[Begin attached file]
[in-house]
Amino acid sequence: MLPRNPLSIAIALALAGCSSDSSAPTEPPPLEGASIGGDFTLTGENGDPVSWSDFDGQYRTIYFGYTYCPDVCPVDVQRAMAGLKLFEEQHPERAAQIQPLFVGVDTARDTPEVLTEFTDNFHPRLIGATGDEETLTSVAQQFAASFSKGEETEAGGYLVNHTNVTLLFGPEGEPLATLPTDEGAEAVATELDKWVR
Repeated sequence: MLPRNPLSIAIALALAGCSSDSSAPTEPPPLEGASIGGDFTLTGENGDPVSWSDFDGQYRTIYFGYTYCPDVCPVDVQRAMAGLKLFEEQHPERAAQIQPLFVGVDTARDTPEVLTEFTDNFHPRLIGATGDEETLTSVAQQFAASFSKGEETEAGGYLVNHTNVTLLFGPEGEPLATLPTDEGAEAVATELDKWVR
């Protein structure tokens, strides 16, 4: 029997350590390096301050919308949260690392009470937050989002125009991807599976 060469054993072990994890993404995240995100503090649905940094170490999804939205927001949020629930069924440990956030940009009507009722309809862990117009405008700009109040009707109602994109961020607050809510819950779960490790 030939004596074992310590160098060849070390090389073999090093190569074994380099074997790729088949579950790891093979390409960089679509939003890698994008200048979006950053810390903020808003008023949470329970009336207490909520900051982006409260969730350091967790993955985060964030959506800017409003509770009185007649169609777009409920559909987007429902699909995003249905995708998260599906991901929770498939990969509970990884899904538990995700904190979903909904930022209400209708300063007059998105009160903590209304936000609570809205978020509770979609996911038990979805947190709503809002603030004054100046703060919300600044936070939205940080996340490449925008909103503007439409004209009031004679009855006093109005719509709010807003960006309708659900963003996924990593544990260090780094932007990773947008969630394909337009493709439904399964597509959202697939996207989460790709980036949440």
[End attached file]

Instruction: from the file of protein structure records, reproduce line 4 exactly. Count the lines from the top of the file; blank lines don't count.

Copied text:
């Protein structure tokens, strides 16, 4: 029997350590390096301050919308949260690392009470937050989002125009991807599976 060469054993072990994890993404995240995100503090649905940094170490999804939205927001949020629930069924440990956030940009009507009722309809862990117009405008700009109040009707109602994109961020607050809510819950779960490790 030939004596074992310590160098060849070390090389073999090093190569074994380099074997790729088949579950790891093979390409960089679509939003890698994008200048979006950053810390903020808003008023949470329970009336207490909520900051982006409260969730350091967790993955985060964030959506800017409003509770009185007649169609777009409920559909987007429902699909995003249905995708998260599906991901929770498939990969509970990884899904538990995700904190979903909904930022209400209708300063007059998105009160903590209304936000609570809205978020509770979609996911038990979805947190709503809002603030004054100046703060919300600044936070939205940080996340490449925008909103503007439409004209009031004679009855006093109005719509709010807003960006309708659900963003996924990593544990260090780094932007990773947008969630394909337009493709439904399964597509959202697939996207989460790709980036949440």